As far as my job, I QUIT! It was never about the 24 cents an hour they were paying me. It was all about the birds, nature, and restoring a part of me that had been lost for far too long.


Liliana “Lily”, 30

Liliana “Lily”, 30

Meet Liliana “Lily”…

I witnessed an awe-inspiring sense of beauty and tranquility…”

Liliana, 30

Incarcerated: 5 years

Housed: San Quentin

After graduating from UC Santa Barbara in 2015, I made it a point to travel to Japan, a land I’ve always been fascinated with since childhood.  I fell in love with the capital of Tokyo, from the fresh sushi at the Tsukiji fish market, to the nerd haven of Akihabara, and the bustling nightlife in Shibuya. I’d eventually make these trips an annual thing, but what truly stood out to me was in the spring of 2017, when my visit happened to coincide with the cherry blossom viewing season or “Hanami.” Throughout this two week period, I witnessed an awe-inspiring sense of beauty and tranquility, though one spot in particular stood out to me the most, Veno park, where picnickers gathered en masse between the grand aisle lined with cherry blossom trees. There everyone seemed so carefree within the festive vibe, a welcome respite from the stress of daily life. Local fare was in abundance from Yakitori noodles to Takoyaki octopus balls and Asahi and Kirin beers to wash it all down. One day, I’ll be back.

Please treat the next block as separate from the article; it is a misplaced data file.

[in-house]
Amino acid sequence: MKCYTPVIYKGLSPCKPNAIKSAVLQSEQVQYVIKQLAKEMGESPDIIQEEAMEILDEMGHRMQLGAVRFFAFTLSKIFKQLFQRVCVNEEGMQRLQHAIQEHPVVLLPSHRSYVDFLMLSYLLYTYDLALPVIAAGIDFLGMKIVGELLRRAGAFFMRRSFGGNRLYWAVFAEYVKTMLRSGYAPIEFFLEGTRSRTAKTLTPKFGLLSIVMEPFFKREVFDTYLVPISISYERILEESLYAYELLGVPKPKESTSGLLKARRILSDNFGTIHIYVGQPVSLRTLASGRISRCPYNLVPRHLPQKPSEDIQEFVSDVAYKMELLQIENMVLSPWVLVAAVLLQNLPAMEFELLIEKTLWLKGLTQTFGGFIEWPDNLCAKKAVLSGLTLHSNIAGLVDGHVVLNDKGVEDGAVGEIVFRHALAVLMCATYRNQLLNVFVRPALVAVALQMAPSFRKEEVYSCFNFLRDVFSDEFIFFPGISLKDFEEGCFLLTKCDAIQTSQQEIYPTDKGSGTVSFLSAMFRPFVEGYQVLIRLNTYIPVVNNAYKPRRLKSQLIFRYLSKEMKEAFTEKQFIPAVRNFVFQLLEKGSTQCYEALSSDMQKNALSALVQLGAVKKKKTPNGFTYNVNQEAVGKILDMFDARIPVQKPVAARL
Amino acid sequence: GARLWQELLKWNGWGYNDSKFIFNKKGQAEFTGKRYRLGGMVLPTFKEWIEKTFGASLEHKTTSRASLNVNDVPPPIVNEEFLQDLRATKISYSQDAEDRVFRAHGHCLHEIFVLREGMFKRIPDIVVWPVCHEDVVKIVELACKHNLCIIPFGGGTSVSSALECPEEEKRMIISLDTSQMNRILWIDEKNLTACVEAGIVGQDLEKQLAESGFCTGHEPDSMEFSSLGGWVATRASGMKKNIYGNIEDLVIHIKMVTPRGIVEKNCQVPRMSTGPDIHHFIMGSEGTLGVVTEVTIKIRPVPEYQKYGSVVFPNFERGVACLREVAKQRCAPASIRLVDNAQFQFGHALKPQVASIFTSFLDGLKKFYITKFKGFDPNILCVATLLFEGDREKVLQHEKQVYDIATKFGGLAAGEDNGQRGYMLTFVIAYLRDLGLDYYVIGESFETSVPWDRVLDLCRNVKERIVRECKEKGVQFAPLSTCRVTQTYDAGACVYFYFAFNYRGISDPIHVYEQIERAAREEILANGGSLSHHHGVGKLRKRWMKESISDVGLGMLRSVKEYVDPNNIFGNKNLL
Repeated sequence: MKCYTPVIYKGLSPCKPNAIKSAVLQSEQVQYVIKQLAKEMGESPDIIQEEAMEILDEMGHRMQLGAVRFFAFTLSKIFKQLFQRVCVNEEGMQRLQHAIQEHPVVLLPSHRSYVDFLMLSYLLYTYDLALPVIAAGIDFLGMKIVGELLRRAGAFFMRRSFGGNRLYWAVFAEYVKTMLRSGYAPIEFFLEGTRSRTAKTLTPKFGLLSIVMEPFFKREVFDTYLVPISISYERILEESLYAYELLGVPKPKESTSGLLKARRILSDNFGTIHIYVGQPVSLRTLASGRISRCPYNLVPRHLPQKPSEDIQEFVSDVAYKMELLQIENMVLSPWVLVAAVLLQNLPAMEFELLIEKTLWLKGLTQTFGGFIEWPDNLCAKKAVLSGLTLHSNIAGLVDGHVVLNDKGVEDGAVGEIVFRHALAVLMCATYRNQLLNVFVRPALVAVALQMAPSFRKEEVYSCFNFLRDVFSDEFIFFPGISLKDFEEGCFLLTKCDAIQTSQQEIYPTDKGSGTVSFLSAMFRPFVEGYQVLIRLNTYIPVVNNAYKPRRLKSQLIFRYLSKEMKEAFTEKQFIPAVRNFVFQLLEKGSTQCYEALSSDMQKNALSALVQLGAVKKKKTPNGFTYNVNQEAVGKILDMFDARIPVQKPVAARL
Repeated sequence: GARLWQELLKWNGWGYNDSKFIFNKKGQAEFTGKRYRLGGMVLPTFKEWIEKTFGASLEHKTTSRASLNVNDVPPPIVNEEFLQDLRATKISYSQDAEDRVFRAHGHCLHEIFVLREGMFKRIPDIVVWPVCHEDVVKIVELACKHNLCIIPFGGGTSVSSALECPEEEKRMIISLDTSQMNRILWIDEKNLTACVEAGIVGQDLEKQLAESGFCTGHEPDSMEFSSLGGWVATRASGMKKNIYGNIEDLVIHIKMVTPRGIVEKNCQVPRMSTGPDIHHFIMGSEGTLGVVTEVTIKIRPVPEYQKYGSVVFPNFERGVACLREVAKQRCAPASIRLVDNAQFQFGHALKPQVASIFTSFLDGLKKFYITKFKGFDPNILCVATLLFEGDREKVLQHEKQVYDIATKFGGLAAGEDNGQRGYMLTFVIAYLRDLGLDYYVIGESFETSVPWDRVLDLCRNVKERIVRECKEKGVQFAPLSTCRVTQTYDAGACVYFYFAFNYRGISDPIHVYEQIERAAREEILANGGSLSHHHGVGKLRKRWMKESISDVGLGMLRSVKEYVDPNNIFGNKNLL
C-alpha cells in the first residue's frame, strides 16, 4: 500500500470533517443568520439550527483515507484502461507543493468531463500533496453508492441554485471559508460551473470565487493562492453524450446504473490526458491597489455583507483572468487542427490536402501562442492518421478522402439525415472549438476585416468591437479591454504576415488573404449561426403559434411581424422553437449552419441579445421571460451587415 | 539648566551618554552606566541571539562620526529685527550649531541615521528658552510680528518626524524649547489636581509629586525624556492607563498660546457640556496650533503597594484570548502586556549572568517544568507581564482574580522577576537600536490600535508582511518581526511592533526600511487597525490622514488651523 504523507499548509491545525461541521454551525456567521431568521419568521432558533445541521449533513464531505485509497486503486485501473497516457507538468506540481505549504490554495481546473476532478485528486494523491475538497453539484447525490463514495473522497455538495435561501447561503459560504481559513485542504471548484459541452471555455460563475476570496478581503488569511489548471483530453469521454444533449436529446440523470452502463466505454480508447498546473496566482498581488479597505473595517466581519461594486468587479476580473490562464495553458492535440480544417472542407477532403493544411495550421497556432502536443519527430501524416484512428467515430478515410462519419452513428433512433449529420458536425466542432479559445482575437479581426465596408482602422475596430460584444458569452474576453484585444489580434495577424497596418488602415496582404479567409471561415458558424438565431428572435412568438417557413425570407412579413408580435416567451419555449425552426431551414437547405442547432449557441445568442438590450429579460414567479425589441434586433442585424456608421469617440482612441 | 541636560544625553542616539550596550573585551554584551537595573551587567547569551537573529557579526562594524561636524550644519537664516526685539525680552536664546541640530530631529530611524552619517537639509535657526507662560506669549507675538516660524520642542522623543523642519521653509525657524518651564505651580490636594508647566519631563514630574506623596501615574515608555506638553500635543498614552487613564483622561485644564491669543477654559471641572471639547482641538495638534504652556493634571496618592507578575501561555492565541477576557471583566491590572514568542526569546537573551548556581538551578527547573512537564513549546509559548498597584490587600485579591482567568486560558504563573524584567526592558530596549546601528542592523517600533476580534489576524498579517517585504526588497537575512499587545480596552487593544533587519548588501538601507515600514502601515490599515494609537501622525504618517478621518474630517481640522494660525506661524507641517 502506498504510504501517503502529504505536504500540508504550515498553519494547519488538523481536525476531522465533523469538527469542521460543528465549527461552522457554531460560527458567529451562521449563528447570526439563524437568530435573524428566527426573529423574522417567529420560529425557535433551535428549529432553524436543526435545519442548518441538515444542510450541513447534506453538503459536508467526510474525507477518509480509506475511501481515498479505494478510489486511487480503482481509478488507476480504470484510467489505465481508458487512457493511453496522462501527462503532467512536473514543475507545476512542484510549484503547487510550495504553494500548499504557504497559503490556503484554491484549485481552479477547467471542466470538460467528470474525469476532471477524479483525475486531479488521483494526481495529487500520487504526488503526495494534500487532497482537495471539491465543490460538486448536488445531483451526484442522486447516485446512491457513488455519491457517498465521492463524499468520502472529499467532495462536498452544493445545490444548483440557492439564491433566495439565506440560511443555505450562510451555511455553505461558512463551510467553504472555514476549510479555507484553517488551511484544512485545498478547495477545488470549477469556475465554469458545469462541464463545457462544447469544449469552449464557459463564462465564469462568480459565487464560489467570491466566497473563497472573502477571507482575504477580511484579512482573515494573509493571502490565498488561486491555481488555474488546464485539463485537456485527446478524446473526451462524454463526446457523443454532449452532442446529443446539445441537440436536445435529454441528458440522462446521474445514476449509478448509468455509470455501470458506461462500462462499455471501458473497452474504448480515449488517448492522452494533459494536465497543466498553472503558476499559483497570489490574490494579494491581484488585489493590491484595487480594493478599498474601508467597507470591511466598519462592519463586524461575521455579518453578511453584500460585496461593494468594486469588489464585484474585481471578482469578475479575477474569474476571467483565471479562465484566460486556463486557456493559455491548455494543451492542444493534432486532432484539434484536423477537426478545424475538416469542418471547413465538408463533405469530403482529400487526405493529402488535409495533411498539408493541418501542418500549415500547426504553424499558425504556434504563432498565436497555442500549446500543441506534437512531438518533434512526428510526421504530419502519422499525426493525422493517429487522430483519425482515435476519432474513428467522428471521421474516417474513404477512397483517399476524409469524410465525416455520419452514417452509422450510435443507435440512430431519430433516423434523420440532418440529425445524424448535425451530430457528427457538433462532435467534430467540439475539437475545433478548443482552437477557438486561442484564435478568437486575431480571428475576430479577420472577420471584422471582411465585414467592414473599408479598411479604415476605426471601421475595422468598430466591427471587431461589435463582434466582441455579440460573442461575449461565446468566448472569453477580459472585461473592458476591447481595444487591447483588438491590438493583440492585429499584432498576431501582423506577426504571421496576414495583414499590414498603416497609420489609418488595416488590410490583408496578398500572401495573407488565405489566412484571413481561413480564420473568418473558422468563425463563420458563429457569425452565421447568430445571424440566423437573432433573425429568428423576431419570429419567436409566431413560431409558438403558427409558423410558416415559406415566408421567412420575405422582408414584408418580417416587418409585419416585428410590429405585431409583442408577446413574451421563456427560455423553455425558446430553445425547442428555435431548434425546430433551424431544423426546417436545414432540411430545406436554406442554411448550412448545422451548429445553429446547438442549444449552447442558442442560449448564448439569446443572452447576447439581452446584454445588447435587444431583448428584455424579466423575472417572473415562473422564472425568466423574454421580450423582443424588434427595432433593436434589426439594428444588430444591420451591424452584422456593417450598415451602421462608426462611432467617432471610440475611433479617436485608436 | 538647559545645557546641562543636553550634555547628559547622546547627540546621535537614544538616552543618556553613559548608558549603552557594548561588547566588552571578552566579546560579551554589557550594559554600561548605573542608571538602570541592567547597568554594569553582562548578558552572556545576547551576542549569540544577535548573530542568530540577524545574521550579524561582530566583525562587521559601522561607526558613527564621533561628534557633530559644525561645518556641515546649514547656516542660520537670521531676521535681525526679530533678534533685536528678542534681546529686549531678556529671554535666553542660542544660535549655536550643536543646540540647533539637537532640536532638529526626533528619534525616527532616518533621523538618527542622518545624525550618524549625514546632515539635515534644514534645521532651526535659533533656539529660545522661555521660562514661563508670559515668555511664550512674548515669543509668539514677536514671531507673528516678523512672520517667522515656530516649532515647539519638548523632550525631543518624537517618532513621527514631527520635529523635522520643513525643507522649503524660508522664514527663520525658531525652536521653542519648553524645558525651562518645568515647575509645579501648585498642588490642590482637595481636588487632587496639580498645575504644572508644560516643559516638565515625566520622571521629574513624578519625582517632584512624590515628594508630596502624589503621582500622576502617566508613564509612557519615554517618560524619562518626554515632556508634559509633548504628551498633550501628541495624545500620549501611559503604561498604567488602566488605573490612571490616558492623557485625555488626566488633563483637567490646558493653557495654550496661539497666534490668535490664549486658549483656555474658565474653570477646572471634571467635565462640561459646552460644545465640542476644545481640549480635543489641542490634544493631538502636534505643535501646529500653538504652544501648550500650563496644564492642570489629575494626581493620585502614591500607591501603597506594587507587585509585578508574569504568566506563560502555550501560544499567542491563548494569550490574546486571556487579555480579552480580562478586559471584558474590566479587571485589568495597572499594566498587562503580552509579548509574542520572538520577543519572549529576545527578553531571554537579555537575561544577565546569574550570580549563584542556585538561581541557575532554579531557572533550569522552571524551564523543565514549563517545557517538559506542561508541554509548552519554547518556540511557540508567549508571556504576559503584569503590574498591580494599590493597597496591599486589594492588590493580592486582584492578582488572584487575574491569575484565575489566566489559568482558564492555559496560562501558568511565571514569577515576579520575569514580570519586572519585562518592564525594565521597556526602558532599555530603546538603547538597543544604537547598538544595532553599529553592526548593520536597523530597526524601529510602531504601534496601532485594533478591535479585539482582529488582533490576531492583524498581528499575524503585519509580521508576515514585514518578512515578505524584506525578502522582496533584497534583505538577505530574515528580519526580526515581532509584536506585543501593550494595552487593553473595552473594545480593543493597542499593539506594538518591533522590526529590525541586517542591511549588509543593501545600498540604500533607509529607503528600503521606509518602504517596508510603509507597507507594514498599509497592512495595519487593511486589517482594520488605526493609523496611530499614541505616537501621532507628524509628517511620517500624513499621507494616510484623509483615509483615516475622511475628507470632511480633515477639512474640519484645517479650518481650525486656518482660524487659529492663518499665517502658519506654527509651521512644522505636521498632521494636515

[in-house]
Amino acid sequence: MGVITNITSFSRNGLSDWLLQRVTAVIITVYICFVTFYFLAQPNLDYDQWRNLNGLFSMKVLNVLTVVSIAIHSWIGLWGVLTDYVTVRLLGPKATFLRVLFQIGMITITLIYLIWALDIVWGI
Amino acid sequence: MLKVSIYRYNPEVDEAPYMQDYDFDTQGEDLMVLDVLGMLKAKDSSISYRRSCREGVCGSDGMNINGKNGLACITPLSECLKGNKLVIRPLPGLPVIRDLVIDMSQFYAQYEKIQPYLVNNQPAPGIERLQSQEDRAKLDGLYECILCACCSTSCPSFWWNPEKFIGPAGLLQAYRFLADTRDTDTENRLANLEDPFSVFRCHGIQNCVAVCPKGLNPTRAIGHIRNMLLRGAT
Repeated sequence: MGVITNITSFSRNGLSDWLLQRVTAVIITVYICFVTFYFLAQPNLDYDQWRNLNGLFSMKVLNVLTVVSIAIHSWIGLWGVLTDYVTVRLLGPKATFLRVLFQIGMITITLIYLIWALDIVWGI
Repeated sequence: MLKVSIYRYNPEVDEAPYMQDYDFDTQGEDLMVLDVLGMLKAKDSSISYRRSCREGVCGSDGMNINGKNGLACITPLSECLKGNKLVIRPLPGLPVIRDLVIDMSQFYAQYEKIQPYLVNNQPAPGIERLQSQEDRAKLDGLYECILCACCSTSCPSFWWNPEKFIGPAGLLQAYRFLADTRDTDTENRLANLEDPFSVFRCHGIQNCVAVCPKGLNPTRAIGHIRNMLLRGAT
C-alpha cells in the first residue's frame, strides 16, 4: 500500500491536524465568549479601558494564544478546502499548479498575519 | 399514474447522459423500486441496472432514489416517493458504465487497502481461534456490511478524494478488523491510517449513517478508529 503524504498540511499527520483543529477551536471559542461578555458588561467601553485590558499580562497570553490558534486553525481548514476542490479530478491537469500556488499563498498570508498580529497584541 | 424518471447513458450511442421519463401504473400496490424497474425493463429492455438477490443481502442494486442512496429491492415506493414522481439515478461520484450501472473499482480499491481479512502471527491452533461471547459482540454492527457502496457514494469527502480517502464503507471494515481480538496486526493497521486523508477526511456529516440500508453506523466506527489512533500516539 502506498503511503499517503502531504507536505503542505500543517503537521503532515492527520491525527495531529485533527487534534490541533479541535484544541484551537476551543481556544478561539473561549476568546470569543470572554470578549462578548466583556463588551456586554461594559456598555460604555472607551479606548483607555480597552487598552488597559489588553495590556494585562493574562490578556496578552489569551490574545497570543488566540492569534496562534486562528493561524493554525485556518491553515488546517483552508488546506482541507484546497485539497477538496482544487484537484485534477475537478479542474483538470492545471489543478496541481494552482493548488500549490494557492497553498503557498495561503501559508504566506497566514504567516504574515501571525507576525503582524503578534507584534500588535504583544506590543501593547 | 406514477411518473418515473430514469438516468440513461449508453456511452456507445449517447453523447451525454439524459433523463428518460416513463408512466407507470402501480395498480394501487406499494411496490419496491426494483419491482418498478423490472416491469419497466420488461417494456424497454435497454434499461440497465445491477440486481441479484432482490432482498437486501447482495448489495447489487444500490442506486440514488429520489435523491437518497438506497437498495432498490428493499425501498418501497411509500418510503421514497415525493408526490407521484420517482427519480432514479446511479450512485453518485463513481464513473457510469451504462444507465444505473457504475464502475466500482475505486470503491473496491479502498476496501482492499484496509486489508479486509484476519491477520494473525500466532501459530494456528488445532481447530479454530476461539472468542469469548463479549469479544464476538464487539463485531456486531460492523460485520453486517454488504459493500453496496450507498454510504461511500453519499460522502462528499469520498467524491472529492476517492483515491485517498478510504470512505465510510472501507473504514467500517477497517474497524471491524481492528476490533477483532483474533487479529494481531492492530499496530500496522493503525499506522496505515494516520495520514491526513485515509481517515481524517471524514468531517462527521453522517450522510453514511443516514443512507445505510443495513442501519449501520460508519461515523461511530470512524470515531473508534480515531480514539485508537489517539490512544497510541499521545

Mike G., 28

Mike G., 28

Meet Mike G…

 “Today after a lot of healing and participation in self-help groups, I finally feel free.”

Mike G., 28

Incarcerated: 8 years

Housed: San Quentin

Growing up my childhood was very unstable, my father was an alcoholic, it took a toll on my family. At 11, my older brother and I started running the streets, he was 14. We were very close, I looked at him as a father figure, he was all I had. When I was 18, my brother was murdered. The only father figure I had was snatched from me in a very traumatic way. I was the last man standing in my family, it was my responsibility to look after my mom and two sisters, but I couldn’t, I was a mess! After my brother died, something changed in me, I was in a very dark place, the pain I felt was eating at me. I never gave myself the chance to grieve and deal with my emotions. I was a ticking time bomb, and unfortunately, I did blow up. Today after a lot of healing and participation in self-help groups, I finally feel free. Ironic right? I feel free while in prison, but for so many years I built my own prison inside of myself. And today I feel blessed, I have a beautiful family that loves me. One thing my brother’s passing did for my family, is that it brought us closer. Being vulnerable is something new for me and it’s liberating. Thank you for this opportunity to be heard.